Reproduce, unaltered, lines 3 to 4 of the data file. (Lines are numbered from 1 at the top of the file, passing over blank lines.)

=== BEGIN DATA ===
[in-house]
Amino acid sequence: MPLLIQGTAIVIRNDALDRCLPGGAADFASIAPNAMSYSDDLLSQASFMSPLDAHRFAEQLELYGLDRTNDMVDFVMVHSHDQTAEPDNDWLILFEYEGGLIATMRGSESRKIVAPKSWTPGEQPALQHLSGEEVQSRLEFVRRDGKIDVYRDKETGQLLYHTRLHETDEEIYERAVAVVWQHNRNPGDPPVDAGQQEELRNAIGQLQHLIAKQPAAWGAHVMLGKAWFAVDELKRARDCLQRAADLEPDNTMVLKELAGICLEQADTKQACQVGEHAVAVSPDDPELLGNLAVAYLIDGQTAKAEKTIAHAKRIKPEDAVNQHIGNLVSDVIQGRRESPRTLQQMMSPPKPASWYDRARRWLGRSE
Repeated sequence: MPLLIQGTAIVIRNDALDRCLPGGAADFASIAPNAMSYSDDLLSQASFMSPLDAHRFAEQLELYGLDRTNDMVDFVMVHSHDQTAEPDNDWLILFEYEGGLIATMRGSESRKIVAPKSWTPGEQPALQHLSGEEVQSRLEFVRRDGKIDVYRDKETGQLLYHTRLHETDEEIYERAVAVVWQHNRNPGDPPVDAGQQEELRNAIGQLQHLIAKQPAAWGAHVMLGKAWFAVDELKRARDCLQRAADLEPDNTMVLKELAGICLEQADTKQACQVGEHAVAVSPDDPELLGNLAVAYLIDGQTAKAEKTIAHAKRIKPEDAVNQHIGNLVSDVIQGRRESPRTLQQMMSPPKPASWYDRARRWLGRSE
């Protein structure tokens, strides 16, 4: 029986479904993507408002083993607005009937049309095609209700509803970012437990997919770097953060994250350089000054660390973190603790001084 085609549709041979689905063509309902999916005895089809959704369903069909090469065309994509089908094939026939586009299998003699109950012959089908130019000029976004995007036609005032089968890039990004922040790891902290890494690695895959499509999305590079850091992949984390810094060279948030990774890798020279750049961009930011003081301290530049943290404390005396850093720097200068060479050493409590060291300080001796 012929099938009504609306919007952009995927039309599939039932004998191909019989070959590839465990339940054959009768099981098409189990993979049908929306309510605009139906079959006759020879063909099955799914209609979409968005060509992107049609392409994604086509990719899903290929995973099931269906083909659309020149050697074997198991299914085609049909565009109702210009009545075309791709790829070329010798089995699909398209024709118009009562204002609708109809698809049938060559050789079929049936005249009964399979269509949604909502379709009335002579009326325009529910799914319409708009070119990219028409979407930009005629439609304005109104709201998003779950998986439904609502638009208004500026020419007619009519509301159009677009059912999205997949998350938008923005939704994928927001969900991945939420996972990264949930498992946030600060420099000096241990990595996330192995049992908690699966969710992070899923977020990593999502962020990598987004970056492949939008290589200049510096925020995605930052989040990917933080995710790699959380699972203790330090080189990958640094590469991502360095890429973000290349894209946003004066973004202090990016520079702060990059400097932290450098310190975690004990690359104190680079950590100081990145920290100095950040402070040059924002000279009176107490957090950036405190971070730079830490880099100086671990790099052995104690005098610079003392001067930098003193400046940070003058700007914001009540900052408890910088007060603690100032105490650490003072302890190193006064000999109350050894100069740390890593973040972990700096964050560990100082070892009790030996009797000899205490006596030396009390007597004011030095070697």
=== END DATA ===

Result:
Repeated sequence: MPLLIQGTAIVIRNDALDRCLPGGAADFASIAPNAMSYSDDLLSQASFMSPLDAHRFAEQLELYGLDRTNDMVDFVMVHSHDQTAEPDNDWLILFEYEGGLIATMRGSESRKIVAPKSWTPGEQPALQHLSGEEVQSRLEFVRRDGKIDVYRDKETGQLLYHTRLHETDEEIYERAVAVVWQHNRNPGDPPVDAGQQEELRNAIGQLQHLIAKQPAAWGAHVMLGKAWFAVDELKRARDCLQRAADLEPDNTMVLKELAGICLEQADTKQACQVGEHAVAVSPDDPELLGNLAVAYLIDGQTAKAEKTIAHAKRIKPEDAVNQHIGNLVSDVIQGRRESPRTLQQMMSPPKPASWYDRARRWLGRSE
């Protein structure tokens, strides 16, 4: 029986479904993507408002083993607005009937049309095609209700509803970012437990997919770097953060994250350089000054660390973190603790001084 085609549709041979689905063509309902999916005895089809959704369903069909090469065309994509089908094939026939586009299998003699109950012959089908130019000029976004995007036609005032089968890039990004922040790891902290890494690695895959499509999305590079850091992949984390810094060279948030990774890798020279750049961009930011003081301290530049943290404390005396850093720097200068060479050493409590060291300080001796 012929099938009504609306919007952009995927039309599939039932004998191909019989070959590839465990339940054959009768099981098409189990993979049908929306309510605009139906079959006759020879063909099955799914209609979409968005060509992107049609392409994604086509990719899903290929995973099931269906083909659309020149050697074997198991299914085609049909565009109702210009009545075309791709790829070329010798089995699909398209024709118009009562204002609708109809698809049938060559050789079929049936005249009964399979269509949604909502379709009335002579009326325009529910799914319409708009070119990219028409979407930009005629439609304005109104709201998003779950998986439904609502638009208004500026020419007619009519509301159009677009059912999205997949998350938008923005939704994928927001969900991945939420996972990264949930498992946030600060420099000096241990990595996330192995049992908690699966969710992070899923977020990593999502962020990598987004970056492949939008290589200049510096925020995605930052989040990917933080995710790699959380699972203790330090080189990958640094590469991502360095890429973000290349894209946003004066973004202090990016520079702060990059400097932290450098310190975690004990690359104190680079950590100081990145920290100095950040402070040059924002000279009176107490957090950036405190971070730079830490880099100086671990790099052995104690005098610079003392001067930098003193400046940070003058700007914001009540900052408890910088007060603690100032105490650490003072302890190193006064000999109350050894100069740390890593973040972990700096964050560990100082070892009790030996009797000899205490006596030396009390007597004011030095070697």